Solving Mystery of Massive Ruins along Rail Trail
Massive ruins stand along the northern extension of the Heritage Rail Trail County Park within Springettsbury Township. These ruins are on the east side of the rail trail, over the railroad tracks, and located about three-quarters of a mile north of the Loucks Mill Road parking lot at Route 30. That location is just before the rail trail curve, where it runs under Black Bridge.
Last year Mike Spyker took this photo of the largest structure within these ruins. Since it was adjacent to Kinsley Materials, he asked and they said it was an old “sand mill.” Click on this LINK for a yorkblog.com Full View of the three original photos in this post if details are cut off in the cropping of the photos, or if any have been removed from the ydr.com site.
Every time I walked past those ruins, I wondered about their use; however doing anything about it remained a low priority. After Mike shared the “sand mill” clue in December; solving the “mystery of the rail trail ruins” bubbled to near the top of my research list.
I remembered several paragraphs in the Springettsbury Township Centennial book describing sand quarries. Quoting from the beginning of those paragraphs; on page 117: “Sand from the disintegrating chickies quartzite has been quarried at several locations in the vicinity of Pleasureville. The largest quarries, located three-quarters of a mile west of Pleasureville, are known as the Elmer B. King & Bros., and Neuman Sand & Supply Company.” When the Centennial book was published in 1991, it was noted York Stone & Supply Company now owned those overgrown properties, that still had the potential for quarrying sand; as Kinsley Materials is doing today.
Utilizing those company names as a starting point, my research moved to the York County History Center, where I discovered two 1940s photographs, in the History Center collections, that matched the location of the ruins. The following Army Corps of Engineers photo, dated September 4, 1942, was annotated by the Corps as taken from the “top of building of Neuman Sand and Supply Company, looking upstream,” i.e. looking southward along the Codorus Creek.
Further research revealed a small capacity sand mill was located at this site going back to the mid-1800s. The initial sand mill appears to be a sideline business for farmers Charles Diehl and then Thomas Diehl. Henry L. Neuman got into the building sand business, at this site, in 1905. Within ten years he had improved capacity of the sand mill to 12 tons per hour.
In 1915, the Neuman Sand and Supply Company was chartered with a capitalization of $25,000 for the purpose of making extensive improvements to their sand mill, in order to increase capacity to 40 to 50 tons per hour. That 1915 sand mill is the one seen in the 1940s photos.
The May 12, 1915 issue of The York Daily describes the New Neuman Sand Plant: “Samuel Hake was the contractor in charge of the erection of the new plant and the concrete work was done by Spahr Bros. The building has a concrete base and is covered with corrugated iron. It covers 6,570 square feet. The first section consists of a hopper or receiver with a capacity of 80 tons. It has an automatic feeder, a champion and an intermediate crusher. From the crushers the sand stone goes to the finishing rolls and then onto the screens. A conveying belt 220 feet long conveys the product to the hoppers, which are used to load the [railroad] cars. The plant is operated by an 85 horse power motor.”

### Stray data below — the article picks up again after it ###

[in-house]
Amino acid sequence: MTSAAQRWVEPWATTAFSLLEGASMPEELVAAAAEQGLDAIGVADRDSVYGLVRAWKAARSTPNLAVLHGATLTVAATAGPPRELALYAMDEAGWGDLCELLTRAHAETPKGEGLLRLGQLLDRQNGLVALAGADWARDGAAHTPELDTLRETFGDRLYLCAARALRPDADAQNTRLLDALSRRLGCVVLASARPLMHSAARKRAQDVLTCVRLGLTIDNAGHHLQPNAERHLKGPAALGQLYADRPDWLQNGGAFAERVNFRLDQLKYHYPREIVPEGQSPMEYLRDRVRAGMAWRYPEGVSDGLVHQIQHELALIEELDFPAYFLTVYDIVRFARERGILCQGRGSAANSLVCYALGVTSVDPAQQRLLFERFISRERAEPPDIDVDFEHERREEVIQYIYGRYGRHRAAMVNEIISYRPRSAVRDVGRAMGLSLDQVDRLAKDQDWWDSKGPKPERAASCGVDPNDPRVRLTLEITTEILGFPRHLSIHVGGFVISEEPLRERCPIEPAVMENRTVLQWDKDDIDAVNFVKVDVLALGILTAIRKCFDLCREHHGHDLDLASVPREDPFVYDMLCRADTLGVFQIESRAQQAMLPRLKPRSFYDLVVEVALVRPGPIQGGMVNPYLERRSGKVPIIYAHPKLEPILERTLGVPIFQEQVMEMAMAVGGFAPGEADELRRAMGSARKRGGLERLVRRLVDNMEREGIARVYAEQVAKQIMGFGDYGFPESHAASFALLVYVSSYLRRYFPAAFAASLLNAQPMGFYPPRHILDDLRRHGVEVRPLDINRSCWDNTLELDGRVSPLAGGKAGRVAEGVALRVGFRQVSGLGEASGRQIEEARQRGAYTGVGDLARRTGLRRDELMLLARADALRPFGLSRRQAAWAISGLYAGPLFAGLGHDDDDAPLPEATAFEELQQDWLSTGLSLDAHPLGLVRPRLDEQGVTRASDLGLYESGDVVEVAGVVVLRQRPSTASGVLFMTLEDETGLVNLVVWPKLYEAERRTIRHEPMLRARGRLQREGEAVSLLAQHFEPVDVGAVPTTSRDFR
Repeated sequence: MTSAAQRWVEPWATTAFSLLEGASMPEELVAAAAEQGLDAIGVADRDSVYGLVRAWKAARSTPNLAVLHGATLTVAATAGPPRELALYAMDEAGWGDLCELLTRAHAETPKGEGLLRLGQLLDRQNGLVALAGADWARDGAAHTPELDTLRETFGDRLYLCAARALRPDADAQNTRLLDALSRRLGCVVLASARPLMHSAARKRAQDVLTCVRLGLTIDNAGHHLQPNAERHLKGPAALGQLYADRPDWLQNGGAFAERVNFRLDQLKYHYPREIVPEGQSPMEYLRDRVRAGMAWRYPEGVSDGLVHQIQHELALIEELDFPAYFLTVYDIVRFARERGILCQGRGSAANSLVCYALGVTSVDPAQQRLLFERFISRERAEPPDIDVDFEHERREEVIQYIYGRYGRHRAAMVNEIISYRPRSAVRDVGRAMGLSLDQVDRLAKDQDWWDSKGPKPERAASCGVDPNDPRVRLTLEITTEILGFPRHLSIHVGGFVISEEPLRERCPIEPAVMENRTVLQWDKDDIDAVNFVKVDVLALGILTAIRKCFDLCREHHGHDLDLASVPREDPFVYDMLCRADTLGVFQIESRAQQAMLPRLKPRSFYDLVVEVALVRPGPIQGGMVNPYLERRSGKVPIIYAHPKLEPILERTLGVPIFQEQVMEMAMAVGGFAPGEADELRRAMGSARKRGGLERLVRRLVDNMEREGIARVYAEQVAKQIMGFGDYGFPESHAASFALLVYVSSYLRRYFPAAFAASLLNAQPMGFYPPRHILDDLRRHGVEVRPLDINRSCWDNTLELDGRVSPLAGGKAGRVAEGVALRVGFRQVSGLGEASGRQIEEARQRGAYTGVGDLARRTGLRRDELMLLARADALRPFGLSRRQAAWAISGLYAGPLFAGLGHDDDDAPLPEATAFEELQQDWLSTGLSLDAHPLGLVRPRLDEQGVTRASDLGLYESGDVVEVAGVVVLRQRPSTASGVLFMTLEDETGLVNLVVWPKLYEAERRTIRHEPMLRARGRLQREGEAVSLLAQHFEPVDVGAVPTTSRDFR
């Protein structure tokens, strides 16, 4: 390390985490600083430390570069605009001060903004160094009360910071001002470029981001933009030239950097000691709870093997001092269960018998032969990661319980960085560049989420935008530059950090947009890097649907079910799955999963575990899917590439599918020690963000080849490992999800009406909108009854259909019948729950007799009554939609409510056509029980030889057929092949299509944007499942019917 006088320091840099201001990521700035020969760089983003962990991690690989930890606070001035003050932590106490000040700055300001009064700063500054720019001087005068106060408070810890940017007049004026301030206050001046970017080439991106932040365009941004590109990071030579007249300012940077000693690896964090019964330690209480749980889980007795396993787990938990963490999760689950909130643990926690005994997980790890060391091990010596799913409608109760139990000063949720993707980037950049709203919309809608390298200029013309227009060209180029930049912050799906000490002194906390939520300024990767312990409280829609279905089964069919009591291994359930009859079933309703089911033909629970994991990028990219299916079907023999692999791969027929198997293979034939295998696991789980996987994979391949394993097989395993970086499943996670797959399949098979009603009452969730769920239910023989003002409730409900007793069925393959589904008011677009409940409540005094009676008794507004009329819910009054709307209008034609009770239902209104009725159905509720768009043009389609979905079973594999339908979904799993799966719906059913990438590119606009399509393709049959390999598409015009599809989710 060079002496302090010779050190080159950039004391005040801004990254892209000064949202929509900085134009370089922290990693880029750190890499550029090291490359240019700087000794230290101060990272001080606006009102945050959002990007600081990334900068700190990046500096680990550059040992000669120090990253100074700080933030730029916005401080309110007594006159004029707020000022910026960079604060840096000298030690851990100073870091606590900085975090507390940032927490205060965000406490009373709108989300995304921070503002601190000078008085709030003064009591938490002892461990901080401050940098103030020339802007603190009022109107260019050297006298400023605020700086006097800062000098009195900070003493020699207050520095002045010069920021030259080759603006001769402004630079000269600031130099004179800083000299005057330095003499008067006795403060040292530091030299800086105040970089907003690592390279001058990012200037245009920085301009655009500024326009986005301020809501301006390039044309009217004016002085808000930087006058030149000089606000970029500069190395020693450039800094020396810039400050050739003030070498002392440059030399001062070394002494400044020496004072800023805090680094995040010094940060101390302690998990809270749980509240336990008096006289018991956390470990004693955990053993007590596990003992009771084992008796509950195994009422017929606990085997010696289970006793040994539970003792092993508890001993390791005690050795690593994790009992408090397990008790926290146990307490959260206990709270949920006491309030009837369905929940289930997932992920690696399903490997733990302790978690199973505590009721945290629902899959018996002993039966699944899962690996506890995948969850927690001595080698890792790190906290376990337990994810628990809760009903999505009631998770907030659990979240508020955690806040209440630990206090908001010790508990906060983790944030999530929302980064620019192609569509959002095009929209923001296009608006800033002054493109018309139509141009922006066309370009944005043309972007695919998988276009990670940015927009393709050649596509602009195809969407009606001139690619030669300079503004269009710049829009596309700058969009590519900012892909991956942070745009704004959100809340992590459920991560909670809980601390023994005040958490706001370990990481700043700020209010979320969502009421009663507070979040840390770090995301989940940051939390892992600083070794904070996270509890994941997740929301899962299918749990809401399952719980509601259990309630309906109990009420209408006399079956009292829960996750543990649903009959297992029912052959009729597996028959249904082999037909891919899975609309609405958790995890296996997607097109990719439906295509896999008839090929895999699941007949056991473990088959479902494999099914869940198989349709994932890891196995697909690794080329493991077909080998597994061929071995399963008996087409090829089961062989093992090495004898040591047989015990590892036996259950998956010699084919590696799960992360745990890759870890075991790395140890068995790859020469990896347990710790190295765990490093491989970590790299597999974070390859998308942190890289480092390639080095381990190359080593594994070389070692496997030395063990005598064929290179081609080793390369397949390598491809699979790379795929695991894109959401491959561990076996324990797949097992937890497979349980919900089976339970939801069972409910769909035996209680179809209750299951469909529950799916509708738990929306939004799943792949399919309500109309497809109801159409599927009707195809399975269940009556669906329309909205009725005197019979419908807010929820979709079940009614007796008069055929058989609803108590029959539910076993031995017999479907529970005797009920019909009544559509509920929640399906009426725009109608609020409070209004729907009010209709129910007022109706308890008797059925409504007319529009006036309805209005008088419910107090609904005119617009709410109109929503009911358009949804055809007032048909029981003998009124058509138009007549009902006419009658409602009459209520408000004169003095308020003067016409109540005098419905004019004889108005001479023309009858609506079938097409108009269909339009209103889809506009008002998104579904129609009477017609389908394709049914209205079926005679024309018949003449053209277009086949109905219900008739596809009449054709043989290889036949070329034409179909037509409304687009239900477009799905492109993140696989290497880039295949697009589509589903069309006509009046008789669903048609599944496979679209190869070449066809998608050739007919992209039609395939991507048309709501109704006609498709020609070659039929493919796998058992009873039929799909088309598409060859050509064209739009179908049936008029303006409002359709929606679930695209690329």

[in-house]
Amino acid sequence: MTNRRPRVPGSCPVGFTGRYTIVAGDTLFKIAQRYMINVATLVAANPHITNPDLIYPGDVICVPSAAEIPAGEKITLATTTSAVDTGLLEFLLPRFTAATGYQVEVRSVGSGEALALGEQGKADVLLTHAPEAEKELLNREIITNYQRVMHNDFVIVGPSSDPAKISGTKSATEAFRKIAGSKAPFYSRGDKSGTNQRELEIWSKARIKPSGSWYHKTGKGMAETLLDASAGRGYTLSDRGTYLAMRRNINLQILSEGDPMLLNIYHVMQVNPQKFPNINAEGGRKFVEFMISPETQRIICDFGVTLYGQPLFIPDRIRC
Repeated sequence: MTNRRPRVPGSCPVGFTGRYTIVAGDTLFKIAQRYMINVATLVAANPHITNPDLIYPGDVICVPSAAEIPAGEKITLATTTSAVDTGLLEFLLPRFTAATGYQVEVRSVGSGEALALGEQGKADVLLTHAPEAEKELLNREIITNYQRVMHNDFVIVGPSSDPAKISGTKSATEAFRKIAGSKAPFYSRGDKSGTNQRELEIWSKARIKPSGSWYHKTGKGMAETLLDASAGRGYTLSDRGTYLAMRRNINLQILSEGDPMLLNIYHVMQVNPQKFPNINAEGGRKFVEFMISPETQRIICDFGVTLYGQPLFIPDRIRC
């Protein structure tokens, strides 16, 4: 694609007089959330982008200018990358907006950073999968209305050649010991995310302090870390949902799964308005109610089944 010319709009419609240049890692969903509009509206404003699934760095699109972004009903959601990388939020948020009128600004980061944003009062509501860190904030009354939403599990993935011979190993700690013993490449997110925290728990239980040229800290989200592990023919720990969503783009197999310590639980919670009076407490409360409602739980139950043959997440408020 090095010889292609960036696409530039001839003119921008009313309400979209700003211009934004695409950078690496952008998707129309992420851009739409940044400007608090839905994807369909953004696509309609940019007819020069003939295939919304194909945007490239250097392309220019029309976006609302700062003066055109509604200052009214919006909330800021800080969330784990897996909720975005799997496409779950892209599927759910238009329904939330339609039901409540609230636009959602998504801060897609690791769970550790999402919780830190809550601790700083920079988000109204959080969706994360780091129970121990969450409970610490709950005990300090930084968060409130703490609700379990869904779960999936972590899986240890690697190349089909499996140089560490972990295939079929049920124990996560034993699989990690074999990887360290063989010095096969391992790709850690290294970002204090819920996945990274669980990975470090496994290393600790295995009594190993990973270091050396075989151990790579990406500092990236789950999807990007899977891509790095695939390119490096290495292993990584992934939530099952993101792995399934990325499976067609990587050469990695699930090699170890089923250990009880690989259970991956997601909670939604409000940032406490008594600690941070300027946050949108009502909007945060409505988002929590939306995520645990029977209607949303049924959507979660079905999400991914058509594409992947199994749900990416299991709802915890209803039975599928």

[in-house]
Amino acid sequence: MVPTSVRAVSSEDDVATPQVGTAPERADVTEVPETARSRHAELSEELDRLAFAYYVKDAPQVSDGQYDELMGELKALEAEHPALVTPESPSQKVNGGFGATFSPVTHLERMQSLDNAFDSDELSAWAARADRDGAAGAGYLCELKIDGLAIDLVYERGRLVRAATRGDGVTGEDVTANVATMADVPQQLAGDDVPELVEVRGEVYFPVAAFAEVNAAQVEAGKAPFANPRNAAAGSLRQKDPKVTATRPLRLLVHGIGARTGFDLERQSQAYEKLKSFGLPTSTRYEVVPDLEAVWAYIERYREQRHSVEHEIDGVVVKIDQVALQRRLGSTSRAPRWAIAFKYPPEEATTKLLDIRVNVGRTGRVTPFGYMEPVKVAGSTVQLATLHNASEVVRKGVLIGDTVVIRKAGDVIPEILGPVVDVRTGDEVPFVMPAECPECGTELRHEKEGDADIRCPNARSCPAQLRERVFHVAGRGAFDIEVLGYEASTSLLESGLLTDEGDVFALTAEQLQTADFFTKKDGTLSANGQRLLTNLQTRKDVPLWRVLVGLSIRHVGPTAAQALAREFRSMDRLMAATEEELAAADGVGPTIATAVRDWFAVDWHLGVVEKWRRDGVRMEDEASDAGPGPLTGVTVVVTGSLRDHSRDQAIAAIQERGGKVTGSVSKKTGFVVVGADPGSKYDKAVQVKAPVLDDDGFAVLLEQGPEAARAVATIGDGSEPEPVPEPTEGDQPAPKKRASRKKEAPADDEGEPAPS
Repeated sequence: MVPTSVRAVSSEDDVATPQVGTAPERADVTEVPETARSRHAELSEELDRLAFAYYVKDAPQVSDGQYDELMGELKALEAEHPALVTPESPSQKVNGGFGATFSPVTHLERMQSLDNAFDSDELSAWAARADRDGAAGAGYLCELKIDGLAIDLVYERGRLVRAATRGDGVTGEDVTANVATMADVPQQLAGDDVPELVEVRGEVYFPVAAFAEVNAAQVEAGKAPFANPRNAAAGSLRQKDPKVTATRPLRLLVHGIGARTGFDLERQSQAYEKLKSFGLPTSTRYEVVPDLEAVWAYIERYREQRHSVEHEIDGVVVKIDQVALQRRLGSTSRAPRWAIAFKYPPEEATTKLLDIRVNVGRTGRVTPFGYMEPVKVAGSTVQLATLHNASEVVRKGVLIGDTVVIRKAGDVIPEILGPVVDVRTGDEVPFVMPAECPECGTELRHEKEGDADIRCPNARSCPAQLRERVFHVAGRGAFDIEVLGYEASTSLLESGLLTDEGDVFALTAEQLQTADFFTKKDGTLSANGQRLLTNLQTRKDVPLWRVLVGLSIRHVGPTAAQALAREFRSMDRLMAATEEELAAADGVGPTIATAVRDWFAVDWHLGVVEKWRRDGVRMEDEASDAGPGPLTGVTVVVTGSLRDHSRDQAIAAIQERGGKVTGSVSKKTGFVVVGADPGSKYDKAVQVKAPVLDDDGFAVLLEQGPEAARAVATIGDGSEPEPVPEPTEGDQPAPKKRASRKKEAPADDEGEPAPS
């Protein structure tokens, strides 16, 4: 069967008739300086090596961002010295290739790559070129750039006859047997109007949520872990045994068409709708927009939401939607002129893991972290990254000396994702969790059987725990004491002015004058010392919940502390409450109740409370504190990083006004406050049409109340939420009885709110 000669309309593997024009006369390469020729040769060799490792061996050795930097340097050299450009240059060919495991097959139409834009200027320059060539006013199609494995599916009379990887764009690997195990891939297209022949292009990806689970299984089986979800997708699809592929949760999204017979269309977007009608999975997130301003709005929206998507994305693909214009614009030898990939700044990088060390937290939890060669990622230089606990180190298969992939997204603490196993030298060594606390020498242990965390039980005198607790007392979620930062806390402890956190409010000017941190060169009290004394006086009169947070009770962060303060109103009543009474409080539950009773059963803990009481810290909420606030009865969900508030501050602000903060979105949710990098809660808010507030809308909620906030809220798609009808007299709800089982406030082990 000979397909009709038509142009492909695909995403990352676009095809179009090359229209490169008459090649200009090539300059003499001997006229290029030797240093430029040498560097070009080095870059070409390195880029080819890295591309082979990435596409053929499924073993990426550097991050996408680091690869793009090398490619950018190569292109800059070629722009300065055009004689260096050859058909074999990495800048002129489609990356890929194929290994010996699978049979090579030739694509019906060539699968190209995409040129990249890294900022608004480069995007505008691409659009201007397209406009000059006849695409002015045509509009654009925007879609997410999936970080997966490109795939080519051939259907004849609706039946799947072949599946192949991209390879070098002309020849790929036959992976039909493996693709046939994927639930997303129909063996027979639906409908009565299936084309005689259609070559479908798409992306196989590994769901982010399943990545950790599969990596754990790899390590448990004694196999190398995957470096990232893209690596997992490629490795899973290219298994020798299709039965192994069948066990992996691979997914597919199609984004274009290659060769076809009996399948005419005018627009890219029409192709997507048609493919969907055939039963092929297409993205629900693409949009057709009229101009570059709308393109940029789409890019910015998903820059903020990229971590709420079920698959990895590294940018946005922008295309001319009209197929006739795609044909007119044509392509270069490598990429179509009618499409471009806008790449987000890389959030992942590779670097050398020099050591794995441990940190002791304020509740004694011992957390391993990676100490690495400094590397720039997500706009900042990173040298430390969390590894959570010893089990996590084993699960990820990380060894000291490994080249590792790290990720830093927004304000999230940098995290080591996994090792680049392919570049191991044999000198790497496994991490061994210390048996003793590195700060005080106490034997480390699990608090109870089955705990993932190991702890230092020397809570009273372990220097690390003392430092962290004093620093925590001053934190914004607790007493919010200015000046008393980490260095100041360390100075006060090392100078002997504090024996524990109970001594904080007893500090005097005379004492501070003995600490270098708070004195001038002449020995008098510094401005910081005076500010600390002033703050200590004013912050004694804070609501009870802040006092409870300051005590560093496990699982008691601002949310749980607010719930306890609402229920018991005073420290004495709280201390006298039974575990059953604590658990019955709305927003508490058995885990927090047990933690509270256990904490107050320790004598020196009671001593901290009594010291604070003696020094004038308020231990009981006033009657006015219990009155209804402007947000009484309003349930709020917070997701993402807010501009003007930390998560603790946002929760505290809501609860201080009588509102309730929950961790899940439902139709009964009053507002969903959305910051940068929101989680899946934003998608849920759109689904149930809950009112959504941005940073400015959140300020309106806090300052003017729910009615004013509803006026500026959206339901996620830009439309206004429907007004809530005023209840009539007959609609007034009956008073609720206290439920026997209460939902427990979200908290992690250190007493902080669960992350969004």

“When in full operation the Neuman plant employs 15 men. The Neumans have been in the sand business for 10 years. Their product, as now turned out, contains 93 to 95 per cent pure silica as is shown by a test made by the Sandusky Portland Cement Company. A 28-day test shows the tensile strength of the sand to be 487 pounds to the square inch. It is of uniform grain. This sand has been approved for use on the sewage disposal plant and on the state highways. It is used by the York Railways Company, the Edison Electric Light, Heat and Power Company, the Standard Chain Works, and by numerous contractors.”
The following photo is a view, looking northward along the Codorus Creek, when standing on the newly built 2-lane Arsenal Road bridge. The September 1948 photo was taken to show the removal of the single-lane 1884 Wrought-Iron Bridge, just downstream; however the Neuman Sand & Supply Company plant can be pointed out in the background.
On August 3, 1967, the Neuman Sand plant was totally gutted by fire, believed caused by lightning. It was the largest of several York area structures damaged during a severe thunderstorm that dumped a half-inch of rain in 25 minutes. After the clean-up of pieces of scattered, melted tin, which had covering the wooden structure; all that was left were the massive concrete foundation of the main building and sections of concrete support footing crawling up the side of the hill.
Links to related posts include:
- Eagle Nest within 700-feet of Route 30
- Codorus Creek Bridge was known as Shiverin Liz
- On the Job at Black Bridge
- How Black Bridge got its Name
- Hike the River Trail between Columbia and Marietta
- In Search of the Codorus Canal.
- Codorus Tow Path Railroad to Chickies